Interestingly, the two States have agreed in view of the 1976 Agreement to respect rights of navigation through their territorial sea and exclusive economic zone in accordance with its laws and regulations and the rules of international law by the entering into of Article V(3). It transpires the fact that these historic waters that have a narrow strip of sea with the narrowest being around 18 nautical miles being equally distributed among the two opposite States by virtue of the 1974 and 1976 Agreements not only grant such rights of navigation but also impose reciprocal duties towards each of them. As a matter of law, the said international law in particular expects countries to perform their due obligations in good faith under the principle of pacta sund servanda improvised by Article 26 of the Vienna Convention on Law of the Treaties 1969 though there will exist no direct implication on the said Agreements. But however, in light of both these said Agreements lacking any inference as to such a cardinal principle as pacta sund servanda, their respective obligations towards the UNCLOS’s Article 300 would put both two States on track to maintain good faith and prevent from any abuse of rights.
Breach of the rules and encroachment of the other’s maritime zone: the solution been penal or diplomatic?
Issues relating to encroachment of Indian fishermen to Sri Lankan waters should not only be viewed in a much social angle, as the case has a much historic character in nature; but in a more commercial view than political. The recent incidents that took place in Sri Lanka in relation to several thought provoking disputes at both locally and internationally, there arise questions whether those can be properly based within the doctrine of ‘right of innocent passage’ or merely ‘an illegal affair with a commercial intent’. Furthermore, Article 19.2(i) of the UNCLOS makes proviso for any ‘fishing activities’ by foreign vessels to be regarded as an act of prejudice towards peace, good order or security of the coast State thereby confirming that such passage is not innocent.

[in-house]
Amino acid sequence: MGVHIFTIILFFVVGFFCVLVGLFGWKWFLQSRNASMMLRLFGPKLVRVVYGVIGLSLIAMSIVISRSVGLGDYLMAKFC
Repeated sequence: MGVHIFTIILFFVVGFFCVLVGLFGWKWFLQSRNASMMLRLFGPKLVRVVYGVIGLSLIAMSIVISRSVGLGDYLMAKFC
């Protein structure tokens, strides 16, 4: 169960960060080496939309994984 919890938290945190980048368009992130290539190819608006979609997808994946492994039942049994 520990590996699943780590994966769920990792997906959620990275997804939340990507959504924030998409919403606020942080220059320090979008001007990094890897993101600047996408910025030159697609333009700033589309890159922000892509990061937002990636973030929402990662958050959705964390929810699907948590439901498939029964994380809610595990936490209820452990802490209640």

Although, the practice of traditional fishing that survived for many decades or rather centuries between Sri Lankan and Indian fishermen in the region being a noteworthy factor in this regard, the present scenario has overwhelmingly taken over by commercial fishermen. The Fisheries and Aquatic Resources Act No. 2 of 1996 make proviso by its section 6 of Part II that ‘no person shall engage in…, any prescribed fishing operations in Sri Lankan Waters except under the authority and…,
of a licence issued’ by the Director of Fisheries and Aquatic Resources.
Any entering of Indian fishing vessels can only be allowed on grounds of ‘distress or force majeure’ as per Article 18.2 of UNCLOS in line with the international obligation of coastal States within the meaning of a possible ‘stoppage and anchoring’. It is only by general inference that Sri Lanka can argue on its entitlement as aforesaid, since, the Maritime Zones Law does not refer to y ‘stoppage and anchoring at times of distress and force majeure’.